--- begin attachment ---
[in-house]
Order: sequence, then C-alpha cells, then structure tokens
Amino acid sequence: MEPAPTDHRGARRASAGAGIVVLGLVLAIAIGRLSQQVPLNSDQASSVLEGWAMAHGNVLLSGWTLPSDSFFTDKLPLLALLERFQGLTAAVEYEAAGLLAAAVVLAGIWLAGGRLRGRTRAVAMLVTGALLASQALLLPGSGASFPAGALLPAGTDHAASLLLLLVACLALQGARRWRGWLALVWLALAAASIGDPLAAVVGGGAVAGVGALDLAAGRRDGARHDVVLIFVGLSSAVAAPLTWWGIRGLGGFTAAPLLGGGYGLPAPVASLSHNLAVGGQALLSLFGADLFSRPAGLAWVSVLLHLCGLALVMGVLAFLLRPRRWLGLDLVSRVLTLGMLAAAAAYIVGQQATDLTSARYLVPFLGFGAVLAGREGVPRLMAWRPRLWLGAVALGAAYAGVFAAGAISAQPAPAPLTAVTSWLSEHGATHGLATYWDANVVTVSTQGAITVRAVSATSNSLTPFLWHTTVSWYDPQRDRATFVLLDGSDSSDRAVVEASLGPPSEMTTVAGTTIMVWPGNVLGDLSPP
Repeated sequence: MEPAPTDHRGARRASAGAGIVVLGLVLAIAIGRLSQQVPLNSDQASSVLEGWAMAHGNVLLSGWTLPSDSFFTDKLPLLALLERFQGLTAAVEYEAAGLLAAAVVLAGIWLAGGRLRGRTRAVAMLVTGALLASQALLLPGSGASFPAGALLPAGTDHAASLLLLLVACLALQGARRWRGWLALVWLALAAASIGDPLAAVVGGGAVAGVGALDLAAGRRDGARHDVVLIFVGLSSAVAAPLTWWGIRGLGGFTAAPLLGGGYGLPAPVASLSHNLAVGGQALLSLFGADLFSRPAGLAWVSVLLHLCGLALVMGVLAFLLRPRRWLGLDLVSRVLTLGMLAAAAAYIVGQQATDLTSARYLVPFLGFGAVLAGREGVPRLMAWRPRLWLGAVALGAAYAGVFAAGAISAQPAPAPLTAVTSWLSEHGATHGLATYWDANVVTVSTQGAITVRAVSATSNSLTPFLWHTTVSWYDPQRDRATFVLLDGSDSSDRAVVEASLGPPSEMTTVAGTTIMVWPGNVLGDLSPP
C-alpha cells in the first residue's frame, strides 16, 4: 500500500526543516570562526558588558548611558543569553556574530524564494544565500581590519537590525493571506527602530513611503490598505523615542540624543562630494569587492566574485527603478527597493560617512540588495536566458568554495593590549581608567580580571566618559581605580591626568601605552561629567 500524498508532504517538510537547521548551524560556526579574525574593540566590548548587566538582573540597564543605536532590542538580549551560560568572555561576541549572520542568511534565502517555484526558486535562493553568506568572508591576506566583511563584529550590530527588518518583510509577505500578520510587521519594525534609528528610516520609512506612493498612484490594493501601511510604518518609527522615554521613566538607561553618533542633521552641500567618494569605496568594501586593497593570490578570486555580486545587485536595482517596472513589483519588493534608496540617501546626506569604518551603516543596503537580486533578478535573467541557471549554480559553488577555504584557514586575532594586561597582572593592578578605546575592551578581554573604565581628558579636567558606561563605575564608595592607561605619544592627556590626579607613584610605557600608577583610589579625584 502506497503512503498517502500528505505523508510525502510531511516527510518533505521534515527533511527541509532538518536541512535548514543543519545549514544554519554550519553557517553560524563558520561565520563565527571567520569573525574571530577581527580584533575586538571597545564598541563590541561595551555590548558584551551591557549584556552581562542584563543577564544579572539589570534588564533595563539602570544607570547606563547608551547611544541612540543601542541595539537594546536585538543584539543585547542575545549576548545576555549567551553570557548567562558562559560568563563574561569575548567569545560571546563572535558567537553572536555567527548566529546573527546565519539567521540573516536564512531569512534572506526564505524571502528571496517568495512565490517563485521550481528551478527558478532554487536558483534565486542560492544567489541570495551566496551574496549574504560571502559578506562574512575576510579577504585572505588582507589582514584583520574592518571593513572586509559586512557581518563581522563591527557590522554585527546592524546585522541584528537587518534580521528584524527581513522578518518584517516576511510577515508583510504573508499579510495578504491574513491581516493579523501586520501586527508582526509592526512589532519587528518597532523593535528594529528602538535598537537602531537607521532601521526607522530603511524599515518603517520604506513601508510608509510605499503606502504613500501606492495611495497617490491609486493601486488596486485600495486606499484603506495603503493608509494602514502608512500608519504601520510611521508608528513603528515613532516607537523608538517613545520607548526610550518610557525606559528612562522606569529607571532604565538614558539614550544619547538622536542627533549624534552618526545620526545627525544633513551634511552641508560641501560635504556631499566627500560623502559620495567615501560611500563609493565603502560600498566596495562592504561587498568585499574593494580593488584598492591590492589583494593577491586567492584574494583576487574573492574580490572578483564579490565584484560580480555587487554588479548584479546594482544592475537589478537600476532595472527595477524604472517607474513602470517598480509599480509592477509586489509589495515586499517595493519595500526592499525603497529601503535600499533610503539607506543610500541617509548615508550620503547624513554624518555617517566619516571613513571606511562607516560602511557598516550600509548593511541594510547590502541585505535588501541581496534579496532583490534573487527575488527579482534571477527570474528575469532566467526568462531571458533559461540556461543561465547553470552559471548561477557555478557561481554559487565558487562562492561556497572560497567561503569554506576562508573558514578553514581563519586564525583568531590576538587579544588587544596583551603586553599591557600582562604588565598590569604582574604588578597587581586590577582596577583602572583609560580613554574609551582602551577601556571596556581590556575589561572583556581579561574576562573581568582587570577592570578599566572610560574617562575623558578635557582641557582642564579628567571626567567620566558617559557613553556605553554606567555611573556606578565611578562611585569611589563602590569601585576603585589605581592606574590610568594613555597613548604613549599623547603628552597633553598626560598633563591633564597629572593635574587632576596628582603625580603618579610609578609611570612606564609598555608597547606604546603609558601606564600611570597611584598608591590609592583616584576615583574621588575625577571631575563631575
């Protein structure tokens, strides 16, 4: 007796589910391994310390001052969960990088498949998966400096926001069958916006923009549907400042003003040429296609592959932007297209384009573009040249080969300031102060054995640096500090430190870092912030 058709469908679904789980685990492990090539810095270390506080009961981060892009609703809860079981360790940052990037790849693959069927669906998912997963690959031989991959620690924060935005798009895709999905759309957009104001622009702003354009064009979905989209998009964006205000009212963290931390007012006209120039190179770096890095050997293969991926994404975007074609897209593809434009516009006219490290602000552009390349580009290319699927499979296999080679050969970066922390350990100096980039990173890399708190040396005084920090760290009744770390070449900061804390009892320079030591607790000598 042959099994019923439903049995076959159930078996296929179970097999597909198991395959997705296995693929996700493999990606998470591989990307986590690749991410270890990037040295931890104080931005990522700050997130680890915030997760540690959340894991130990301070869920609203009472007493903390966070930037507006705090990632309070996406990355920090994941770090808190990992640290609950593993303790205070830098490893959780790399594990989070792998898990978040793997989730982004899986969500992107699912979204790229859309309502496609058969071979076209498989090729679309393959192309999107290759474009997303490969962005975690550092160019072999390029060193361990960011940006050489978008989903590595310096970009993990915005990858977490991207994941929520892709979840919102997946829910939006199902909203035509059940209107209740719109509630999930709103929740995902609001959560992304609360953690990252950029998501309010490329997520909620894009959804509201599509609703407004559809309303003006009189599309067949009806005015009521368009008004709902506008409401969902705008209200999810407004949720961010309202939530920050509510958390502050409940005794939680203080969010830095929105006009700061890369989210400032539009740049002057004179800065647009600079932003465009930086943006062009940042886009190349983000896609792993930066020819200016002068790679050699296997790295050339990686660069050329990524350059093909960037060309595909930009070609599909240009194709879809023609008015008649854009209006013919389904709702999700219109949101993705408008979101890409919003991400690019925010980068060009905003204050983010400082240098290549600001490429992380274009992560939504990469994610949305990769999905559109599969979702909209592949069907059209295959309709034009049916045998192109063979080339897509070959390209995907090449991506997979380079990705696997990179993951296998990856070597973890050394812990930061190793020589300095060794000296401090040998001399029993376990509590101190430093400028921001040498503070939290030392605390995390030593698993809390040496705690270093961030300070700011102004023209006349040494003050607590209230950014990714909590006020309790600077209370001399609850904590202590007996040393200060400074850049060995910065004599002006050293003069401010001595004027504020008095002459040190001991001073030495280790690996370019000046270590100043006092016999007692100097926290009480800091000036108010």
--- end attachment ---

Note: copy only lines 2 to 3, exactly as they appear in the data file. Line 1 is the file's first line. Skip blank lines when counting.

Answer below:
Order: sequence, then C-alpha cells, then structure tokens
Amino acid sequence: MEPAPTDHRGARRASAGAGIVVLGLVLAIAIGRLSQQVPLNSDQASSVLEGWAMAHGNVLLSGWTLPSDSFFTDKLPLLALLERFQGLTAAVEYEAAGLLAAAVVLAGIWLAGGRLRGRTRAVAMLVTGALLASQALLLPGSGASFPAGALLPAGTDHAASLLLLLVACLALQGARRWRGWLALVWLALAAASIGDPLAAVVGGGAVAGVGALDLAAGRRDGARHDVVLIFVGLSSAVAAPLTWWGIRGLGGFTAAPLLGGGYGLPAPVASLSHNLAVGGQALLSLFGADLFSRPAGLAWVSVLLHLCGLALVMGVLAFLLRPRRWLGLDLVSRVLTLGMLAAAAAYIVGQQATDLTSARYLVPFLGFGAVLAGREGVPRLMAWRPRLWLGAVALGAAYAGVFAAGAISAQPAPAPLTAVTSWLSEHGATHGLATYWDANVVTVSTQGAITVRAVSATSNSLTPFLWHTTVSWYDPQRDRATFVLLDGSDSSDRAVVEASLGPPSEMTTVAGTTIMVWPGNVLGDLSPP